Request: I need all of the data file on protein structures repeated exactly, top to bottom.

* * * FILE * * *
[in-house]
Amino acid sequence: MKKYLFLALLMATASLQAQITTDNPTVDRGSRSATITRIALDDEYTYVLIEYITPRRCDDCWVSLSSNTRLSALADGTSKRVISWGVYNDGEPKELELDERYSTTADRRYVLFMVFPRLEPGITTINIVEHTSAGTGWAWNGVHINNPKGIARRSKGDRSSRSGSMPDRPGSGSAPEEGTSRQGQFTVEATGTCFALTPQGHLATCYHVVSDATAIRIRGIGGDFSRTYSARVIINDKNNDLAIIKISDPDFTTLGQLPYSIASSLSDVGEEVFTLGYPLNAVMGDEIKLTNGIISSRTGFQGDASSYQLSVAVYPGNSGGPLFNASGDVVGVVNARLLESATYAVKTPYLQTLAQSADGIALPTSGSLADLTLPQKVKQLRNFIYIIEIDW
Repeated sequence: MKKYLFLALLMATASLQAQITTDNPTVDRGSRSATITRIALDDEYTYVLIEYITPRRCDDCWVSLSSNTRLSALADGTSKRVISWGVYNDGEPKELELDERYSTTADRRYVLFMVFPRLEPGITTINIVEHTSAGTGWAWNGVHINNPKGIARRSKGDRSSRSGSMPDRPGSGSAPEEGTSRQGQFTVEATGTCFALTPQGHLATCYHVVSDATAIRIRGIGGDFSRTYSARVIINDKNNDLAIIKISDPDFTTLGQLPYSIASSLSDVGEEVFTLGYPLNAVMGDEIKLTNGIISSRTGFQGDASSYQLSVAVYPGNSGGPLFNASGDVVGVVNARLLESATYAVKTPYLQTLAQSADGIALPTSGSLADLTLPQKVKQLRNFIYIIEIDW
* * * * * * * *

[in-house]
Amino acid sequence: MKKYLFLALLMATASLQAQITTDNPTVDRGSRSATITRIALDDEYTYVLIEYITPRRCDDCWVSLSSNTRLSALADGTSKRVISWGVYNDGEPKELELDERYSTTADRRYVLFMVFPRLEPGITTINIVEHTSAGTGWAWNGVHINNPKGIARRSKGDRSSRSGSMPDRPGSGSAPEEGTSRQGQFTVEATGTCFALTPQGHLATCYHVVSDATAIRIRGIGGDFSRTYSARVIINDKNNDLAIIKISDPDFTTLGQLPYSIASSLSDVGEEVFTLGYPLNAVMGDEIKLTNGIISSRTGFQGDASSYQLSVAVYPGNSGGPLFNASGDVVGVVNARLLESATYAVKTPYLQTLAQSADGIALPTSGSLADLTLPQKVKQLRNFIYIIEIDW
Repeated sequence: MKKYLFLALLMATASLQAQITTDNPTVDRGSRSATITRIALDDEYTYVLIEYITPRRCDDCWVSLSSNTRLSALADGTSKRVISWGVYNDGEPKELELDERYSTTADRRYVLFMVFPRLEPGITTINIVEHTSAGTGWAWNGVHINNPKGIARRSKGDRSSRSGSMPDRPGSGSAPEEGTSRQGQFTVEATGTCFALTPQGHLATCYHVVSDATAIRIRGIGGDFSRTYSARVIINDKNNDLAIIKISDPDFTTLGQLPYSIASSLSDVGEEVFTLGYPLNAVMGDEIKLTNGIISSRTGFQGDASSYQLSVAVYPGNSGGPLFNASGDVVGVVNARLLESATYAVKTPYLQTLAQSADGIALPTSGSLADLTLPQKVKQLRNFIYIIEIDW